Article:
In a gentrifying neighborhood in Pittsburgh, a gridded black billboard with white lettering sits on top of a two-story building. The unassuming signage resembles a large scale version of those vintage letterboards that you may find in front of a school, church or coffee house. The Last Billboard is a public art project that invites artists to display text on the space above the building in this East Liberty neighborhood, and Alisha B. Wormsley is the current artist invited to engage the community in an artistic dialog. A Pittsburgh native, Wormsley is an interdisciplinary artist who was a 2015-2016 recipient of the Mayor’s Award for Public Art for her work as artistic director of the Homewood Artist Residency. The artist’s work utilizes afrofuturistic themes to reimagine our past, present, and future by taking science fiction iconography and applying it to modern day challenges that involve media consumption and creative expression.
Her text for the Last Billboard installation contained a simple phrase:
Notice I said was.
Wormsley’s billboard was up for about a month when the landlord removed the piece, basing their decision to remove it on a clause in the lease that grants the landlord authority to approve text; curiously in the 8 years that the Last Billboard has been under the lease, this provision had never been exercised by the landlord until now.
Across the genres science fiction, anime, and comics, black characters are sorely underrepresented. It is far easier for science fiction writers to imagine aliens of every hue in the rainbow before a black character is written into existence; the importance of seeing black characters on screen was one of the success factors behind movies like Black Panther. Black representation matters. Among black science fiction fans, the phrase has a particular resonance, but it is not limited to the genre by any stretch of the imagination.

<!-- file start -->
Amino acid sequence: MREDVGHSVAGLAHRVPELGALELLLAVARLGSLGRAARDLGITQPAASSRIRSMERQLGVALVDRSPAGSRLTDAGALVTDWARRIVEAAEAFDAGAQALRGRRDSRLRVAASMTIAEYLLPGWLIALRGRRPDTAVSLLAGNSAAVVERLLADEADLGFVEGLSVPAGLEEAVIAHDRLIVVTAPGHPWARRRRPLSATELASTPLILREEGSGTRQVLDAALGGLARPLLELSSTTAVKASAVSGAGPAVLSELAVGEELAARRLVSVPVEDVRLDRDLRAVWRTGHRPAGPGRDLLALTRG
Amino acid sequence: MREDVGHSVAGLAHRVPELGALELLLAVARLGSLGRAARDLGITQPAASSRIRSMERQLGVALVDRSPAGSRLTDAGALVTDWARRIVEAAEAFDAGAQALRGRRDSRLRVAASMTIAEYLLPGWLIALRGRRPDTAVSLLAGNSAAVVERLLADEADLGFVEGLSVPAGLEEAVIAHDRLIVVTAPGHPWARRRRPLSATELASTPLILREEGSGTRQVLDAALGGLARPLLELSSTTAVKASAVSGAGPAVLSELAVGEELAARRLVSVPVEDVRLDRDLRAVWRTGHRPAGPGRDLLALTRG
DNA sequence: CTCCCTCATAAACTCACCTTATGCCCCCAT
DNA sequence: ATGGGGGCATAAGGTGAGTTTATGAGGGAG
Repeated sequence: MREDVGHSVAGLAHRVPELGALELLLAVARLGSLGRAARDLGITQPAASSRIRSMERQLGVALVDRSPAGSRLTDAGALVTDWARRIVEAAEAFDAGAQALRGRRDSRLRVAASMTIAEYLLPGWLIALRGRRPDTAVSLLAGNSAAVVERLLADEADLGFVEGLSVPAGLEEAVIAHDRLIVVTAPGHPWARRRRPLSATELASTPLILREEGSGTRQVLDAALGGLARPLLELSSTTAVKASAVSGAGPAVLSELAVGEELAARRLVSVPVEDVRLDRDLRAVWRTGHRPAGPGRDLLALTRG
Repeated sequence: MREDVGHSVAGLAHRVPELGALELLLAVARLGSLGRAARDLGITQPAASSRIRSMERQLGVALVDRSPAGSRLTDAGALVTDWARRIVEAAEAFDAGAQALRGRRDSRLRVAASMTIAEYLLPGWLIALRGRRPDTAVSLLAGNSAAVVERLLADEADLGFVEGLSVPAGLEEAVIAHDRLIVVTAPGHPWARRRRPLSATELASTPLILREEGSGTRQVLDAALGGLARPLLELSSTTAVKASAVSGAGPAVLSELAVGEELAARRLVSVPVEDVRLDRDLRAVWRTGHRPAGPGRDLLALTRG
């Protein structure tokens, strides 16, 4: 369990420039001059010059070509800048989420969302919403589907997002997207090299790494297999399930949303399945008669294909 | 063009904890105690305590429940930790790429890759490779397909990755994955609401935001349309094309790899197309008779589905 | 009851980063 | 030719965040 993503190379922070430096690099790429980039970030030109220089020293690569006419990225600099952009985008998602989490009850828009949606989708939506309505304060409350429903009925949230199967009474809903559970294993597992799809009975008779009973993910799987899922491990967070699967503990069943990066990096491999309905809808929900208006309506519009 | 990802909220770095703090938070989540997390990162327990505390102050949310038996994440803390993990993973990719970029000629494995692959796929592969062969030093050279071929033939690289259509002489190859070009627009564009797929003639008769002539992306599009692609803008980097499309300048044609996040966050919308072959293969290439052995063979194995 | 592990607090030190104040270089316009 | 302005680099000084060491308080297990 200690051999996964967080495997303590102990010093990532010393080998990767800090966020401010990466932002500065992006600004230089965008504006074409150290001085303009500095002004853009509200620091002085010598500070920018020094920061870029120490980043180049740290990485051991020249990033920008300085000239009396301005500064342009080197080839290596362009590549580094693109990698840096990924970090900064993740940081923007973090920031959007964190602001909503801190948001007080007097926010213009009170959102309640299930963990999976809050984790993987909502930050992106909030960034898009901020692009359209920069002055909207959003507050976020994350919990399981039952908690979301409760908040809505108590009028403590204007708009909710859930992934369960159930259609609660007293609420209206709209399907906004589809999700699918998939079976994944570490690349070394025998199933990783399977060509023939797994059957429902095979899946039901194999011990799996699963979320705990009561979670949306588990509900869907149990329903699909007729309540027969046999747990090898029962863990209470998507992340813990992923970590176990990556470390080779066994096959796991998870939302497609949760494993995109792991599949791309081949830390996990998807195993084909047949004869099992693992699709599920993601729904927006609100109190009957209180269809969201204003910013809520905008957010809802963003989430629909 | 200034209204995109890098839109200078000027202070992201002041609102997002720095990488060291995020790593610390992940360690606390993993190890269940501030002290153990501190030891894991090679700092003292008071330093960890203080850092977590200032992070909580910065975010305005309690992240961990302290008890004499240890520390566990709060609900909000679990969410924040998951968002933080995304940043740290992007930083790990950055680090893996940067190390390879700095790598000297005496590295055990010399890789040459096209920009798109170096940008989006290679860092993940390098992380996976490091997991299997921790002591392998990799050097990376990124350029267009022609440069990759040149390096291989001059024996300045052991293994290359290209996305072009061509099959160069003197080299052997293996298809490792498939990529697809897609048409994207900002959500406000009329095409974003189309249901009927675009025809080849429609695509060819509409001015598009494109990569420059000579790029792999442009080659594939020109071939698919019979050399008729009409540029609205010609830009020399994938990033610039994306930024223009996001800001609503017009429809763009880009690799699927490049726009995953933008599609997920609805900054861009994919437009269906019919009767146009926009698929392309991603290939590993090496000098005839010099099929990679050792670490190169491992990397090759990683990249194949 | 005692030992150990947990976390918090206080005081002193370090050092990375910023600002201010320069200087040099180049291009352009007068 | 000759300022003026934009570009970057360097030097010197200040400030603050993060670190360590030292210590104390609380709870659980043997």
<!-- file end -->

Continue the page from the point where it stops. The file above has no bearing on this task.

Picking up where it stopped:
“There are Black people in the Future.”
How does a simple articulation of an incontrovertible fact create controversy? How does this statement, one that dares us to imagine our mere presence in the future, create a level of discomfort so severe, that the landlord felt the need to censure it through its removal? This isn’t an opinion, fake news, or a conspiracy theory, it’s a fact. Instead of reacting to the words, what would happen if the individuals who took issue with the sign paused to examine why they felt the need to remove it? If I had to hazard a guess, I imagine that those who were offended by this statement felt the text was “divisive”, a coded term that has become as ubiquitous as “race card” as a device that attempts to shut down any meaningful dialog around discrimination, bias or institutional racism. These same folks often claim “they don’t see color”.
If the Last Billboard debacle has shown us anything, it’s proven that those who say they don’t see color are really saying they don’t want to see it. The overtures made by the landlord don’t open the door for a dialog, they simply telegraph the fact that censors have no intention of dismantling the actual power structures that afford them the illusion of colorblindness. It’s far easier to dismantle a phrase on a sign than to confront a simple reality.
Today, the artist released a powerful statement on the origins of the piece and her reaction to its removal.